Wednesday, 17 December 2014

Labour's pledge to control immigration with fair rules

Labour will control immigration with clear, fair rules. People who come here won't be able to claim benefits for at least two years and we will make it illegal for employers to undercut wages by exploiting workers.


Last week Ed Miliband set out Labour's first election pledge: to build a strong economic foundation by dealing with the deficit and balancing the books. And just as we will apply the values of the British people in the way our economy is run, so too on immigration.

  • Not turning our back on the world, but ensuring our borders are properly managed.
  • A sense of fairness means that we can't simply allow wages to be undercut.
  • A sense of fairness means that entitlement to benefits should be earned, so you contribute for longer before you claim.
  • And belief in community means that people should learn English and be part of our society.

We are proud to stand up for those values because they are Labour's values. Our pledge shows how we will put these values into action. With Labour, controlling immigration is one part of a bigger plan to raise living standards, invest and improve the NHS and turn Britain around for everyday working people.


Labour's immigration plan will be based on five principles:

  1. Stronger border controls: making it easier to deport foreign criminals, check people in and out of the country, and stop illegal immigration. Not putting up with continued under-investment, chaos and failure, presiding over a borders agency that is clearly unfit for purpose.  
  2. A smarter system of controls: so we get the top talent and investment we need, whilst controlling low skilled migration. Not setting an undeliverable 'net migration' target, which has ended up forcing the government to reduce the number of students, even though they bring contribute millions to Britain, simply because they are the easiest to control, whilst doing nothing to stop low skilled migration.
  3. Fair rules at work: a new law to prevent employers undercutting wages by exploiting immigration and banning agencies from recruiting only from abroad. Not shrugging our shoulders as this government have done – refusing to act because they are ideologically opposed to any strengthening of workers' rights.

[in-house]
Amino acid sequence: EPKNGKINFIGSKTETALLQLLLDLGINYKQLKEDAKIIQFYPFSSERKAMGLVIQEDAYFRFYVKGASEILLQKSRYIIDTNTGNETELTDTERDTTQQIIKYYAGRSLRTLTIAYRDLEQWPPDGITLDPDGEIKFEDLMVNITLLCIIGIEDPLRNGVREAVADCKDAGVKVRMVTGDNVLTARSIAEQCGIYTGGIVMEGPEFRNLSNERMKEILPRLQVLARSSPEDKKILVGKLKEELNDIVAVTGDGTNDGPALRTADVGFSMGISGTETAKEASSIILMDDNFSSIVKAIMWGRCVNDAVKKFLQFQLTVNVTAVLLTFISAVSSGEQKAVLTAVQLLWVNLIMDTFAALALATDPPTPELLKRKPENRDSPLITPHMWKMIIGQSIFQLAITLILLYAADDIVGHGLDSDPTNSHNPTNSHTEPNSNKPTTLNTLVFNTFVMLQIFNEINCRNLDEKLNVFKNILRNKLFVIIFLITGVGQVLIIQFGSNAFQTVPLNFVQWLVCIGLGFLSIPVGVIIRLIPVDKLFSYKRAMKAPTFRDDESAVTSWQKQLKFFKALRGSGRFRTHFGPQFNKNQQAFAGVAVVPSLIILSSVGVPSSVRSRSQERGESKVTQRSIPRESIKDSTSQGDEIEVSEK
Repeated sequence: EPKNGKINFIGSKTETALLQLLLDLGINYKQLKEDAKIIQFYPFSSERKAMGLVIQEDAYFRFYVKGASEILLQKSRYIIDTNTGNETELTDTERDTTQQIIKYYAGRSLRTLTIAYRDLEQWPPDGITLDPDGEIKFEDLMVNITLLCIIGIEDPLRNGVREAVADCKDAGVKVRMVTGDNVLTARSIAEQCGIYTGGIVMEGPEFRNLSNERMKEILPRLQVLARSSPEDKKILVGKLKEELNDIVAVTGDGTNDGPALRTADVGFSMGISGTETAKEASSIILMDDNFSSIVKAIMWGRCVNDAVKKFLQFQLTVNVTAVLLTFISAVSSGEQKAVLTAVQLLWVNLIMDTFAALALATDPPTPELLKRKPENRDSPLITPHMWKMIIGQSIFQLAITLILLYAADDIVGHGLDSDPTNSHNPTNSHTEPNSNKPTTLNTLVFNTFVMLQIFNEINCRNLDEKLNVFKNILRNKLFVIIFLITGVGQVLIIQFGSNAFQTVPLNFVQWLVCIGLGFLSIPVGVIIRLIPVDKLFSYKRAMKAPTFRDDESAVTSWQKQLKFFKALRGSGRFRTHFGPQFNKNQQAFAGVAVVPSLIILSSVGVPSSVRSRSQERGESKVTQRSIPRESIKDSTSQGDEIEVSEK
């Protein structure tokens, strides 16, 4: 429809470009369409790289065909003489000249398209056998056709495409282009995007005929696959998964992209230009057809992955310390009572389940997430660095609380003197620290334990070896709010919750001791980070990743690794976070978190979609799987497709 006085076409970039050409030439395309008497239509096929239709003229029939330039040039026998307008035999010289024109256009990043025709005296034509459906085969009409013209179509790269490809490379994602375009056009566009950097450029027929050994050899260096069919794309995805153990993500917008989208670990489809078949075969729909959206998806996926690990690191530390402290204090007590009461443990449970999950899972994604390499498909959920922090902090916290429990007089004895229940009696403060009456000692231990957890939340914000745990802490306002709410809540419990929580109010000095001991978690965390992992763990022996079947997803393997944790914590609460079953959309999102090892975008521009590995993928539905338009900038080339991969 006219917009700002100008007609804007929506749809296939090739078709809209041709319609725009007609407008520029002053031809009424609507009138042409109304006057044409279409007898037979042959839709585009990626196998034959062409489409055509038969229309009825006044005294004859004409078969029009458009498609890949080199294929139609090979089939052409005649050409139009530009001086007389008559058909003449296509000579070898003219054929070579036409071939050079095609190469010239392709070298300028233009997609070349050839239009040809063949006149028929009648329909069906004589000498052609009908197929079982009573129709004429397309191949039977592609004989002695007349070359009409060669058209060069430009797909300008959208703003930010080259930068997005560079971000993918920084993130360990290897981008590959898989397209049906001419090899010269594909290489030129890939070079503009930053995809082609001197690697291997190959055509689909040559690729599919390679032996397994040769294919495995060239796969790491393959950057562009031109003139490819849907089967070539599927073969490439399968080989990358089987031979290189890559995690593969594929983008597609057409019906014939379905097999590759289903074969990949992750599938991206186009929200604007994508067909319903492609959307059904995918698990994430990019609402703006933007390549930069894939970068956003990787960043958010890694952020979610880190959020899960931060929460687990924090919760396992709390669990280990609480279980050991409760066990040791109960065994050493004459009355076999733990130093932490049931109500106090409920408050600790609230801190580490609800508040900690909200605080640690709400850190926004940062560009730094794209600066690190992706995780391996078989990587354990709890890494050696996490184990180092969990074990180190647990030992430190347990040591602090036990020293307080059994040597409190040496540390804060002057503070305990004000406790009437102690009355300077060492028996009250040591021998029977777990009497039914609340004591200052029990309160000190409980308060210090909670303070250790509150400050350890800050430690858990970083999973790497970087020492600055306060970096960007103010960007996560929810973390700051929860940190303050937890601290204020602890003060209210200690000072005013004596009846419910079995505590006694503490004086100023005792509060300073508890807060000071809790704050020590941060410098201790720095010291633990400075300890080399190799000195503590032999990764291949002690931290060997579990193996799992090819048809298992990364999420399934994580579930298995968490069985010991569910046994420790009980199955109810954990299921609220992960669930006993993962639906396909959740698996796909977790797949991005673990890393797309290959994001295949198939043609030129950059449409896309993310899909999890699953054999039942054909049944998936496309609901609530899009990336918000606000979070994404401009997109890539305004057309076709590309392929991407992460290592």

4. Earned entitlements: changing the rules so that people coming here won't be able to claim benefits for at least two years. A real plan to deliver change in Europe, not putting Britain on a path to exit from the European Union, which would put at risk 3 million jobs.
  5. Integration, not divided communities: people working in public services in public facing roles required to speak English. Not simply crossing our fingers and hoping that integration will occur on its own.

Exploitation law to prevent undercutting of workers

The next Labour government will introduce fair rules to tackle people's concerns about the impact of immigration in our economy, our social security system and our communities. Including the way some employers have systematically exploited people from other countries, enabling them to pay lower wage rates and offer worse conditions  than for their existing workers. This leads not only to the exploitation of migrants, but the undermining of wages for local workers.

Labour has already promised to increase the fines ten-fold for firms paying below the National Minimum Wage, close down loopholes in agency worker laws that allow firms to undercut directly employed staff, ban recruitment agencies from hiring only from abroad, and calling for a new law  against extreme cases of exploitation. On top of that we have announced how the next Labour government will stop employers exploiting foreign workers. The new law would define different forms of exploitation.

To prove that a criminal offence has been committed, evidence would have to be provided that some abuse of power had occurred and that migrants were employed on significantly different terms to local workers. For the first time, it means that undercutting of wages and conditions, although it will not be sufficient on its own, can be used as a piece of evidence of exploitation.

Earned entitlements

Our social security system needs to be based on our values of fairness, work and contribution, and must work alongside economic reforms to make work pay. But it was never designed for the level of migration we are now seeing and the way it interacts with EU rules is creating anomalies and injustices that are damaging public trust.

A Labour government will work with other European countries to extend the period that EU jobseekers wait before claiming out of work benefits from three months to two years, to put the same system in place for in-work benefits, and to stop child benefit and child tax credits being claimed for children living in other countries. 

These are real changes that Britain needs, not the kind of unworkable, hollow and vague promises made by David Cameron.


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